Putting SUVs To The Snow And Ice Test

FCA vehicles lined up for our winter drive

Are we really safer in an AWD SUV when weather turns wicked?

I always thought so. But of course I never push my SUV to the limit; when there is snow in the air and ice on the road (and soon, Spring’s blessing of mud and rain!), I just want to get where I’m going safely. I had the chance to test drive a fleet of SUVs and put them to the test, courtesy of Fiat Chrsyler Automobiles (FCA, the company formerly known as Chrysler), and I learned how an AWD car does what it does for you and what you need to do yourself to be safe in challenging road conditions.

First of all, don’t let this be you:

Our test drive took place on a winter track at the Montreal campus of Bombardier, the Canadian aircraft maker. The track allowed us three types of winter drive tests: a skid pad course that lets us slalom through orange cones and around tight circles, a road course that took us on a short route through curves and straightaway (so we could test the muscle of each SUV), and an off-road course that let us climb hills and gullies. The entire course was covered by a thick blanket of ice and snow. 

Jeep Grand Cherokee

Traction selector in the Jeep Grand Cherokee lets you choose your drive mode based on the road conditions. Credit: Scotty Reiss for AGirlsGuidetoCars

Each of the tracks allowed me to feel the all wheel drive kick in, and the traction and stability control systems at work; it’s not until you put it to the test that you can really tell how hard your car is working in tough conditions.

Know this: If conditions are tough and your drive experience is boring, that’s your AWD system at work for you: it transfers power and traction control to the wheels that need it, keeping your car on course.

I tested out 4 SUVs on the skid and road track: Dodge Durango, which was my overall favorite for handing and confidence, the Jeep Renegade, a small SUV, the Dodge Journey, a family SUV (with a third row and seating for 7) and the Jeep Grand Cherokee, the grown-up luxury edition of the 4 wheel drive flagship brand. Here is what the cars looked like driving on all three tracks:

It was a lot of fun, and I got to do something I never thought possible: Drive 80 MPH on the snow. In an SUV.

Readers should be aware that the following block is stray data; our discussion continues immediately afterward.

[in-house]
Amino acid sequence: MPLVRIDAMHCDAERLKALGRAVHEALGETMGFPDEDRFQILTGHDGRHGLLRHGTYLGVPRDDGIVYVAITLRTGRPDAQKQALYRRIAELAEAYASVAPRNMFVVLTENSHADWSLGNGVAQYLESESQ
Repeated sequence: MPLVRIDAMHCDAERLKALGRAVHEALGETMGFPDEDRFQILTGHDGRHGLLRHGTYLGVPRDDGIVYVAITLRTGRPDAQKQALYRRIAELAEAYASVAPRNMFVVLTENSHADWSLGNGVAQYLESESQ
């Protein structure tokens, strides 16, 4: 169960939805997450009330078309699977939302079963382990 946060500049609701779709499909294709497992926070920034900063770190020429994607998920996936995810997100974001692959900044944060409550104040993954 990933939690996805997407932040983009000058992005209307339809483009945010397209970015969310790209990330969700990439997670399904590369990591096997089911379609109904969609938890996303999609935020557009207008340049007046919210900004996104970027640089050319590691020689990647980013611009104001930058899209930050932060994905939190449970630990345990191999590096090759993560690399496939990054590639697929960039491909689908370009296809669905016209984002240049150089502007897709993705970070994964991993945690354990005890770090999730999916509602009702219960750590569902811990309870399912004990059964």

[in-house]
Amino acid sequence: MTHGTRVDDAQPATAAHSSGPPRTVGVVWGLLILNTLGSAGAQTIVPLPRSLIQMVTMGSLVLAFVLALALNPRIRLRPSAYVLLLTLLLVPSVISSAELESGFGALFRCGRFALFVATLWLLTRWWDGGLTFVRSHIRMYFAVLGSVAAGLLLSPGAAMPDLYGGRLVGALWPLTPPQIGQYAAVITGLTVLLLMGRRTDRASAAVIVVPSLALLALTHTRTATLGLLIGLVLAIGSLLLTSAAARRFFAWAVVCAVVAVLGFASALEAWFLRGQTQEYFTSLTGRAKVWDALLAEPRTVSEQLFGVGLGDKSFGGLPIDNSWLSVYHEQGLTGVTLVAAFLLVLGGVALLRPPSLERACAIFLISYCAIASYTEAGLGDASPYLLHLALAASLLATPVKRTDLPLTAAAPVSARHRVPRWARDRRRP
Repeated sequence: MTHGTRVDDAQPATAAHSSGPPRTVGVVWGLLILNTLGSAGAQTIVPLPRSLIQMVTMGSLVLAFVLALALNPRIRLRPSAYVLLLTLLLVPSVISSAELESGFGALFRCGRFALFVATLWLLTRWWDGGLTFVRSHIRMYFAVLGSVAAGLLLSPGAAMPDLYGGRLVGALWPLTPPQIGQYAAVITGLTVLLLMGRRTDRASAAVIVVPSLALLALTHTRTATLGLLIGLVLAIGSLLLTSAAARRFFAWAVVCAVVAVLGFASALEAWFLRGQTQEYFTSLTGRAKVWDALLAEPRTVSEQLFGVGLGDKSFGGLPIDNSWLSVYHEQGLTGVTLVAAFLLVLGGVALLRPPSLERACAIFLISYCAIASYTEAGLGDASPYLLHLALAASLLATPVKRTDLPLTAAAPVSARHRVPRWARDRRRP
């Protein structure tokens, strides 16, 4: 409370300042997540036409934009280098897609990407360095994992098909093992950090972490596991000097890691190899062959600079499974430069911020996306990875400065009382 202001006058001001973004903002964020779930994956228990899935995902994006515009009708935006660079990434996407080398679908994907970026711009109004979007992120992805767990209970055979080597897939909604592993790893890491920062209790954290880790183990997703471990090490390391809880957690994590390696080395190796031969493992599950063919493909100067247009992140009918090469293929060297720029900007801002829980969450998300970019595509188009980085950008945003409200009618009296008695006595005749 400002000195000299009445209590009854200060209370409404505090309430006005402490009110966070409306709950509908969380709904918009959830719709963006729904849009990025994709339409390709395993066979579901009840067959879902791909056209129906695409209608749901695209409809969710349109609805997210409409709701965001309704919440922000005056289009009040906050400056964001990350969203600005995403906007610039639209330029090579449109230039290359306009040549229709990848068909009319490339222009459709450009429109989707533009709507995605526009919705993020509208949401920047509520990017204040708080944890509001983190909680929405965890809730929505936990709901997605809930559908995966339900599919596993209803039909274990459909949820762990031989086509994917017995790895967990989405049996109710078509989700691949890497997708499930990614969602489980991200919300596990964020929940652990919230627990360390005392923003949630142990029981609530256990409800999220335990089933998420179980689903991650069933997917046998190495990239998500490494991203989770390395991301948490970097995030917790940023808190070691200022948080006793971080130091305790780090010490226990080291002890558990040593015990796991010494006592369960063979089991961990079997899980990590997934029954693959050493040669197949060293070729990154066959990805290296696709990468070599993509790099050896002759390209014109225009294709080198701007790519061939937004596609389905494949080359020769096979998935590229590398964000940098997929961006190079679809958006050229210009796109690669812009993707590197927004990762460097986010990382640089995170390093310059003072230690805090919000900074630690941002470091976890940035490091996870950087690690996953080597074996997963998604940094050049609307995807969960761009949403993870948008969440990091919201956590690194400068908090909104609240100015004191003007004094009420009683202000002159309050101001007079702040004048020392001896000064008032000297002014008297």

#DodgeDurango. 80MPH. On ice and snow. Nuf said.#FCAWinterDrive #TMOM

A video posted by AGirlsGuidetoCars (@A Girls Guide to Cars) on

Some eye-opening things I learned:

If you’re in the market for an AWD car or SUV, not all are created equal. Many of the Chrysler and Dodge models have “Active  AWD:” basically, they drive in 2-wheel drive until AWD is needed; when it is, it kicks in. This allows the cars to get better gas mileage and still offer the safety and capability of AWD. Almost any Chrysler and Dodge can be built with AWD.


Classic old and new: the Jeep Renegade (left) and the Wrangler (right) are both designed for off-roading in any conditions. Credit: Scotty Reiss for AGirlsGuidetoCars

The difference between an AWD sedan and SUV can be minimal; the biggest issue is ground clearance. The higher off the ground the car is, the easier it is go over snow and ice. But a lower stance works in your favor, too: sedans have a lower center of gravity, allowing you to drive faster.

AWD and 4WD are not the same. AWD basically transfers traction control to the wheels that need it when they need it. Essentially, all wheels drive the car. With 4 wheel drive, once you set the drive mode (2 wheel drive and 4 wheel low gear are among the settings) the car’s wheels work together to get you across your terrain. All time 4WD can be gas-consuming, but allowing the car to drive in 2WD (usually it’s the front wheels that do the driving) when 4WD isn’t needed will save fuel.


The Jeep Grand Cherokee’s driver feedback system tells you what your setting are; to drive the off road course, we were set for Rock driving, with traction control off and low speed 4 wheel drive on. Credit: Scotty Reiss for AGirlsGuidetoCars

What to do when conditions are challenging

In snow and ice— or mud and rain— roads can be a challenge, particularly driveways, dirt roads or places that aren’t heavily traveled. Even if you don’t have AWD, there are still things you can do:

  • Use low gear—even if you are in a front or rear wheel drive car with no AWD. Low gear will keep the engine power low and steady, which will give you better traction
  • Don’t spin out. You’re just making it more difficult—polishing the track and making it slicker.
  • Stick to the places in the road where you’ll get more traction. Look for fresh, un-driven-on snow, roughed-up ice, gravel or pavement. If just one wheel can get traction, the car will move.
  • If you really get stuck, put cardboard or even floor mats under the wheels that are spinning. This will propel you past the slick spot.
  • Use winter tires during cold months. It’s the law in Quebec to have winter tires on cars during winter, and for good reason: even without AWD or 4WD, cars with winter tires have much better traction (and stop more quickly) in poor road conditions.

Disclosure: I was a guest of FCA for this drive event; FCA provided my travel and accommodations. Opinions expressed here are all my own.

Journalist, entrepreneur and mom. Expertise includes new cars, family cars, 3-row SUVs, child passenger car seats and automotive careers... More about Scotty Reiss